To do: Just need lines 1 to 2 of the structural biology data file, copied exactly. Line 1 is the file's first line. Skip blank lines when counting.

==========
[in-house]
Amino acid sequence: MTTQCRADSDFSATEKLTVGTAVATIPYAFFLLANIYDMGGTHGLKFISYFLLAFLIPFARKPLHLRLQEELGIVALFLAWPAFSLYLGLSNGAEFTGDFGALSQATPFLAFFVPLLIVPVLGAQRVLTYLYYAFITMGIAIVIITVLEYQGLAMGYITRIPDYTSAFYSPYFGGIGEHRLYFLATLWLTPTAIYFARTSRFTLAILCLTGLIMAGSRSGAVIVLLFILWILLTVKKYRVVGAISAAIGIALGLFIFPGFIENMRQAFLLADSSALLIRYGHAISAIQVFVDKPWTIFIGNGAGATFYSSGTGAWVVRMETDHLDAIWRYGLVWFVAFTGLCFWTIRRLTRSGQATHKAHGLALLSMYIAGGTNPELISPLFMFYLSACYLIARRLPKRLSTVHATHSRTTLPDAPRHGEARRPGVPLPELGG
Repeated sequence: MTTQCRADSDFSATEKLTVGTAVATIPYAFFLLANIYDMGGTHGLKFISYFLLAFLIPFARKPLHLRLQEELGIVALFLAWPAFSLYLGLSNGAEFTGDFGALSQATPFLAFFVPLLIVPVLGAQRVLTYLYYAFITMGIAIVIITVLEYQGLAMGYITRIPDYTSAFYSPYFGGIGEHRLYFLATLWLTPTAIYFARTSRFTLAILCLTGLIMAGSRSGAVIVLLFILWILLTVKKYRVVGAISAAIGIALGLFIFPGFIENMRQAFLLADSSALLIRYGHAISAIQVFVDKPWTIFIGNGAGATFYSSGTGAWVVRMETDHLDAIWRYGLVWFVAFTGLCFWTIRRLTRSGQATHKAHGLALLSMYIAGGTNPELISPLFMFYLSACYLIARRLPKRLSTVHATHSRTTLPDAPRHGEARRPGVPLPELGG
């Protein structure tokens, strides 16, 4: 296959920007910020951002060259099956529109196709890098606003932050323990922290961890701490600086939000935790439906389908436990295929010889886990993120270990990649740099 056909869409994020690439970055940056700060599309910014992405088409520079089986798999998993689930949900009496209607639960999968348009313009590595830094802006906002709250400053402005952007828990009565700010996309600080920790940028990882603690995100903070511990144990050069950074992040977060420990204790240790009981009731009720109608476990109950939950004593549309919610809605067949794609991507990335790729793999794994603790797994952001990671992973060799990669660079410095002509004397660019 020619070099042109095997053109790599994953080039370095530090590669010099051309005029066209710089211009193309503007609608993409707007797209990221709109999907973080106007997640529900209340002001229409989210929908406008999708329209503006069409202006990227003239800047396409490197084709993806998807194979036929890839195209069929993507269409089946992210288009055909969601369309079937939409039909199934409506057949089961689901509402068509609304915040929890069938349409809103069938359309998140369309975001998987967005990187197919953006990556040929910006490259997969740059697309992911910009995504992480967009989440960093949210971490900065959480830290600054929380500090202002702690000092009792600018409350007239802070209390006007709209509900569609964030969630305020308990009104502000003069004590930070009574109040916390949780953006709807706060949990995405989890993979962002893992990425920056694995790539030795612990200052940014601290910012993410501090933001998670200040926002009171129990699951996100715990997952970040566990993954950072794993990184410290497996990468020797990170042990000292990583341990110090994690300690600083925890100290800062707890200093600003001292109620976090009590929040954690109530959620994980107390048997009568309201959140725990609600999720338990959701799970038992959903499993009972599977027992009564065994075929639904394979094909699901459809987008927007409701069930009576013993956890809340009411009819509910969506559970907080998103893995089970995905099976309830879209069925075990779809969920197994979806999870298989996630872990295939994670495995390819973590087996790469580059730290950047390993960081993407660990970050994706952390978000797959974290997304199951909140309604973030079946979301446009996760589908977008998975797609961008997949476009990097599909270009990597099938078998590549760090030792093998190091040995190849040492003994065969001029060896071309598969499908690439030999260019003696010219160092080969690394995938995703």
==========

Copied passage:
[in-house]
Amino acid sequence: MTTQCRADSDFSATEKLTVGTAVATIPYAFFLLANIYDMGGTHGLKFISYFLLAFLIPFARKPLHLRLQEELGIVALFLAWPAFSLYLGLSNGAEFTGDFGALSQATPFLAFFVPLLIVPVLGAQRVLTYLYYAFITMGIAIVIITVLEYQGLAMGYITRIPDYTSAFYSPYFGGIGEHRLYFLATLWLTPTAIYFARTSRFTLAILCLTGLIMAGSRSGAVIVLLFILWILLTVKKYRVVGAISAAIGIALGLFIFPGFIENMRQAFLLADSSALLIRYGHAISAIQVFVDKPWTIFIGNGAGATFYSSGTGAWVVRMETDHLDAIWRYGLVWFVAFTGLCFWTIRRLTRSGQATHKAHGLALLSMYIAGGTNPELISPLFMFYLSACYLIARRLPKRLSTVHATHSRTTLPDAPRHGEARRPGVPLPELGG